It might seem odd that one of the few tarts I’ve made, then, is the Roman Almond and Pine Nut Tart.  As opposed to say, a rich chocolate tart or a classic and homey apple pie.  But we know I’ll always go for something with an international pedigree.  Especially if it’s Italian.  The combination of Roman and pine nuts brings up memories:  my friend Raffaella, who lives in Rome and whose family has a small vacation home south of the city.  I was lucky enough to be invited to spend a few days there with her and her father one summer when I was visiting, and we sat on the steps of the rear patio in the waning evening snacking on pine nuts we plucked out of cones from the pine trees growing in the backyard.

I still hadn’t really appreciated don’t think most of us usually think of pine nuts as a dessert ingredient–it’s more associated with savory dishes, and in particular pesto.  But if you google a bit, it turns out they have their “sweet side” so to speak–make a cookie rolled it in pine nuts; make a cake or two or three; use it to enhance a crumble, or if you’re still sceptical, try a dessert with chocolate (on the undisputable theory that it’s got to be good if it has chocolate).   Have I, uh, made my point?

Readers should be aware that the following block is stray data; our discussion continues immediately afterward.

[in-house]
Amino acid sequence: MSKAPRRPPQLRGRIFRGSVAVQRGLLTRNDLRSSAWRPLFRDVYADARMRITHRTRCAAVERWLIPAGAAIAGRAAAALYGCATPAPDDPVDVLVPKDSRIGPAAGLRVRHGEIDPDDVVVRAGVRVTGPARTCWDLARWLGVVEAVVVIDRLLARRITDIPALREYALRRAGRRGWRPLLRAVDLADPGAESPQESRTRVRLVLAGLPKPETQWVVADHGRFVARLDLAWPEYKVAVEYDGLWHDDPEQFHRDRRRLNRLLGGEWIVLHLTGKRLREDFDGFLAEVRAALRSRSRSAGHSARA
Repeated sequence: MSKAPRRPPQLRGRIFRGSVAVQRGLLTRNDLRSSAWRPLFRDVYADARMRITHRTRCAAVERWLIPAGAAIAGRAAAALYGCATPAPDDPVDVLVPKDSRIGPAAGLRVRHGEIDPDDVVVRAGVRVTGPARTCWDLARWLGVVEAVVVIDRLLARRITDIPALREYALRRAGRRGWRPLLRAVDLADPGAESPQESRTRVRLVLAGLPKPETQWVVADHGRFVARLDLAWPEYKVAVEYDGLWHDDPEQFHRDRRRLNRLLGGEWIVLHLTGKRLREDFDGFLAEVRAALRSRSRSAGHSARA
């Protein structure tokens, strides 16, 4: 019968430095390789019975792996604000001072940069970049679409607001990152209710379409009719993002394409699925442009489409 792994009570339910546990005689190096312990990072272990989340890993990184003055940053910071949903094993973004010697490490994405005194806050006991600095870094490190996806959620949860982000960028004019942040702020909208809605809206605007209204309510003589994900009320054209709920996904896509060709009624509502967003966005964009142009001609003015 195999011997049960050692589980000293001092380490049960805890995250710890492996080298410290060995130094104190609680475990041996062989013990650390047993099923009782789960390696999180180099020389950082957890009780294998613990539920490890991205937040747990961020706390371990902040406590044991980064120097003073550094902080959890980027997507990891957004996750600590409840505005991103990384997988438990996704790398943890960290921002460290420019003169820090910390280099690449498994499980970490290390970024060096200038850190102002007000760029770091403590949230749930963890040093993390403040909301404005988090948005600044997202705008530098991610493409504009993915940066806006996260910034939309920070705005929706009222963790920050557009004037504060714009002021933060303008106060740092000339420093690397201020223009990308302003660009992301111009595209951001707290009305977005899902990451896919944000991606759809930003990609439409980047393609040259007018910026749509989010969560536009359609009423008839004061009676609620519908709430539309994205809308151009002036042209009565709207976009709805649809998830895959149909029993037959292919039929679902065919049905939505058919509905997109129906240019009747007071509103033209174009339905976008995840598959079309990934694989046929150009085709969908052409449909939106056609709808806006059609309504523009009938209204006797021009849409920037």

But enough about other desserts, and back to the task at hand!   Verdict is I loved this tart as much as I expected to.  The toasted nutty flavors, the sweet crust, the satisfying bite.  While the almond filling is the star player in this tart, the pine nuts play an important role–they provide a nice contrasting texture, as well as dressing it up a little.  (Frankly, this pie is a bit monotone, and a monotone tan at that.  I know looks aren’t everything, but tan isn’t exactly the most exciting of hues).

Probably because the filling is egg and nut based, this bakes up quite firmly, almost like a very moist cake (and very easy to transport to work, where it was well received despite a few questions as to exactly what it was.  Probably those pine nuts, and the fact that I forgot to sprinkle with powdered sugar).  I used canned almond paste (Solo brand, which was on special at Christmas, though you can make your own too) which is an attractive off-white gel with little brown specks in it.  Yes, lovely.  It’s almost pourable, so I didn’t know how it would turn out given that the recipe directs you to “chop” your almond paste.  Fortunately, it turned out perfectly.  As a bonus, I had 4 ounces left over, which is exactly what is needed for the raspberry almond mini-tarts later in this chapter.  That leftover waits to be used in the freezer.  And waits…